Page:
Watch Videos Twice

I don’t know about you, but I fill my Social Media pages with animals. Cute bird pictures and videos, the occasional cute puppy video, and several amazing wild animal videos. And many, many, many training and behaviour videos. In fact, one of my favourite things to do is to watch videos on my Social Media – but I always watch them twice. Here’s why:

When you see a video online, it often comes with the click-bait tag. “You won’t believe what this bird does!” or “Cutest parrot of all time!” or “Parrot viciously attacks banana!” or “Day 35, they still don’t know I’m here”. What do you do? You click it, and watch it, knowing essentially what’s coming in the video. You’re looking for the surprise, or the cuteness, or the hidden bird. And usually these videos are narrated or subtitled. They are cute and amazing and very shareable. So why do I watch them twice? It’s not because they are so darn adorable. It’s so that I can see the animal communicate.

Let me repeat that: it’s so I can see the animal COMMUNICATE. The animal is giving body language the entire time. The animal is expressing itself in one of the simplest forms of communication: body language. And it might surprise you to know that many videos online are opposite from what you might think you’re watching. If you take a REALLY close look at the birds’ body language, you might see that they aren’t actually having the best time or aren’t actually trying to attack a bowl of fruit. What am I looking for?

The first time I watch the video I skip the title. I skip the subtitles. I mute the video. I ONLY watch the animal. Where are they looking? Are they moving towards or away from the object? What does their posture look like? Are the feathers or fur extended in alarm? Is there food involved? Is there fear or anxiety behaviours? If this is a training video, what would you guess is being trained right now?

This is both practice for reading subtle body language cues, identifying inadvertent labeling, and learning what to look for when reinforcing. I also like this for guessing what’s being trained. Imagine how the animal feels, when being trained. How clear is the humans’ communication? Does that the animal have a chance to figure it out? How often is reinforcement happening? IF YOU CAN’T FIGURE IT OUT, how do you expect the animal to figure it out?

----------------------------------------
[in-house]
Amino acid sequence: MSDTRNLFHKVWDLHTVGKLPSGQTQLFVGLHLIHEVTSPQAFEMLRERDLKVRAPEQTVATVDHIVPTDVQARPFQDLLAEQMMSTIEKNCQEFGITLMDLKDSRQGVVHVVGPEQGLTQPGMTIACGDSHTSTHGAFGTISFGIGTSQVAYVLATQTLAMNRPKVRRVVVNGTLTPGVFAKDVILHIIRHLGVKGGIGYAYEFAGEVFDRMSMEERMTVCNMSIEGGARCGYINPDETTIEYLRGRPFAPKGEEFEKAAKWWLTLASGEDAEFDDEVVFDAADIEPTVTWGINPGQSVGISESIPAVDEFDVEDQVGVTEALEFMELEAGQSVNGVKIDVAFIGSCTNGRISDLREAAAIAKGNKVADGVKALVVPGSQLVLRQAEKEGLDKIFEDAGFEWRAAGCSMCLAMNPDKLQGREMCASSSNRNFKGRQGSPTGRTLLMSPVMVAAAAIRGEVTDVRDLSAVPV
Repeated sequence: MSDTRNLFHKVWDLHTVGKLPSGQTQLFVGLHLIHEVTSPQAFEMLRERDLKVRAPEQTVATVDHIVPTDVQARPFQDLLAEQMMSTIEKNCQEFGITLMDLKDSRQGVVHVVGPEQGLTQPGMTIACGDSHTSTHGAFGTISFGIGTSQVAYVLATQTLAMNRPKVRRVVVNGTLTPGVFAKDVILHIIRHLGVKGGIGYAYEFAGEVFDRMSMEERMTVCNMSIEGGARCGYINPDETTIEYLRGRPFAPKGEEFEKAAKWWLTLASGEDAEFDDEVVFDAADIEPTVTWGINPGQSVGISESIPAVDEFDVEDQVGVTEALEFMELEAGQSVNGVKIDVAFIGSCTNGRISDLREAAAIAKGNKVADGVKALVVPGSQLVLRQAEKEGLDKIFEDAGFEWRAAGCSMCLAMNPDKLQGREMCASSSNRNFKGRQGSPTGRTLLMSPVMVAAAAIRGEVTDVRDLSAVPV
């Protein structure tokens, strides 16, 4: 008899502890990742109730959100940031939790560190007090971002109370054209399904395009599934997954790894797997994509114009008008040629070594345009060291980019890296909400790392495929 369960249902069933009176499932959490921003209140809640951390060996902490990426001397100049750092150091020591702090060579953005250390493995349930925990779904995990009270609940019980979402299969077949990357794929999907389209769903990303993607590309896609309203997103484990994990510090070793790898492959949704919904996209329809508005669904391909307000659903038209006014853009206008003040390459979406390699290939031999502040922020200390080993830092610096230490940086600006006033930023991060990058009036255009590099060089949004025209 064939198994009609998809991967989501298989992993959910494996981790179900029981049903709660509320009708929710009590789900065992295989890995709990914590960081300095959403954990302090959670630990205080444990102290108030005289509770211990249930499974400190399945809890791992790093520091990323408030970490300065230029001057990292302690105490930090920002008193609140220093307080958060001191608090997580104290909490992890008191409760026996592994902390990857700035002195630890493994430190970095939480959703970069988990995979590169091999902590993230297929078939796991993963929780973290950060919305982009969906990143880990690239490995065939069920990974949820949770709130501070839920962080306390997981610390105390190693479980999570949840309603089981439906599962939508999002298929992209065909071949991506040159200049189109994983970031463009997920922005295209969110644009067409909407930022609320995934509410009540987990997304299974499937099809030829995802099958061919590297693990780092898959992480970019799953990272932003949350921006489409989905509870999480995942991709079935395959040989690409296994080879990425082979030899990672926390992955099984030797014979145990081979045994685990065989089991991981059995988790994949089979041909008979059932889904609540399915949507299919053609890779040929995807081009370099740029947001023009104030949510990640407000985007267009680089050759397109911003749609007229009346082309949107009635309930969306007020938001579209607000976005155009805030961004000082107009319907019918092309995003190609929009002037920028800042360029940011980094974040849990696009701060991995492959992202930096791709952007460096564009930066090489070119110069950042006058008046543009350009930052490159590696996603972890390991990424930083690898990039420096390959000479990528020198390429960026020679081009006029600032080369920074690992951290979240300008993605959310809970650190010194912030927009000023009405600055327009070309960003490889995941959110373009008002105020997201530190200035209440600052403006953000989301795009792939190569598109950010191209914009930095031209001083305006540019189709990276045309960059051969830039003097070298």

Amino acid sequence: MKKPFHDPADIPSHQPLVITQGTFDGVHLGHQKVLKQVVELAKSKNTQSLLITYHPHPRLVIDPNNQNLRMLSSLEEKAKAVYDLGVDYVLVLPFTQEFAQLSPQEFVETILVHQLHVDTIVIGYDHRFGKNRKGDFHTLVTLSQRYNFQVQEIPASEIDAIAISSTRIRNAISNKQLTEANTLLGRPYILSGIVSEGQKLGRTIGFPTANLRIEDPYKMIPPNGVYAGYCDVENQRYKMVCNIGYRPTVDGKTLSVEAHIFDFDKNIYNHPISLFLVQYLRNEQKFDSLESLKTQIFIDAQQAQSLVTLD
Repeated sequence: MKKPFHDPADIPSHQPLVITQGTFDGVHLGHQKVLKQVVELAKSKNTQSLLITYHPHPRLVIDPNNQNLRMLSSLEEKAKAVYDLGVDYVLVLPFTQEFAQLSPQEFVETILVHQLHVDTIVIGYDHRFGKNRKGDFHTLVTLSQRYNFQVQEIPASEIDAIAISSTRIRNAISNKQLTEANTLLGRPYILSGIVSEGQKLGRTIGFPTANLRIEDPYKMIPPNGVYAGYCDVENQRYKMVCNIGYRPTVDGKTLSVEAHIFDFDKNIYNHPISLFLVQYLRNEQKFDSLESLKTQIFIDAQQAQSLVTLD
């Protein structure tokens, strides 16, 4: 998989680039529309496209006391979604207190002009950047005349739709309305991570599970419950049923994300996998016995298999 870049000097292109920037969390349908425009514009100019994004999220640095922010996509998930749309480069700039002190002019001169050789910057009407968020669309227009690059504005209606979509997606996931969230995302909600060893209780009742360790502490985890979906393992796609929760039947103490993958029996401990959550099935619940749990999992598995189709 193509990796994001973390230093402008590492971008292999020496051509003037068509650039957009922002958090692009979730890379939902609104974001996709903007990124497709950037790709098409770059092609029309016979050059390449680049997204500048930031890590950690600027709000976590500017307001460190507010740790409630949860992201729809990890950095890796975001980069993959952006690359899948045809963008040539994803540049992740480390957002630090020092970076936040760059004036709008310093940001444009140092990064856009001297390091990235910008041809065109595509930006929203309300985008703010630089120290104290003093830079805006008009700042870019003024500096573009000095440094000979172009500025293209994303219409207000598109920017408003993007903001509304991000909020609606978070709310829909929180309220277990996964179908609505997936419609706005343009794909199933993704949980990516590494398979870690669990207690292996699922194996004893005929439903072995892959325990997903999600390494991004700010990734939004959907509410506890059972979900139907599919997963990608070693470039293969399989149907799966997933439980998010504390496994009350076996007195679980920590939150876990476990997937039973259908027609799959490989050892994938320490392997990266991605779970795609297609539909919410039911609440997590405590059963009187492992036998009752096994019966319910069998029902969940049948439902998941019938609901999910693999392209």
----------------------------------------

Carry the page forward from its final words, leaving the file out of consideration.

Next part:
THEN I watch the video a second time, with the sound on, reading the title and subtitles. There is usually a difference between what they are SAYING is in the video, and what the animal is communicating in that video. Often removing the sound and human language allows for the body language of the animal to become very clear. And if they are the same, that’s an EXCELLENT video, and I share the heck out of it!

I encourage you to practice your observation skills by watching a video twice: once with the sound off, just watching the animal communicate; once with the sound on to see if the narrative matches the animals’ communication. And check to see if you can guess what’s being trained before the video tells you what is TRYING to be trained! It’s a great way to hone your observation skills. Your birds will thank you for it!

Take our course on reading bird body language here:

– Robin


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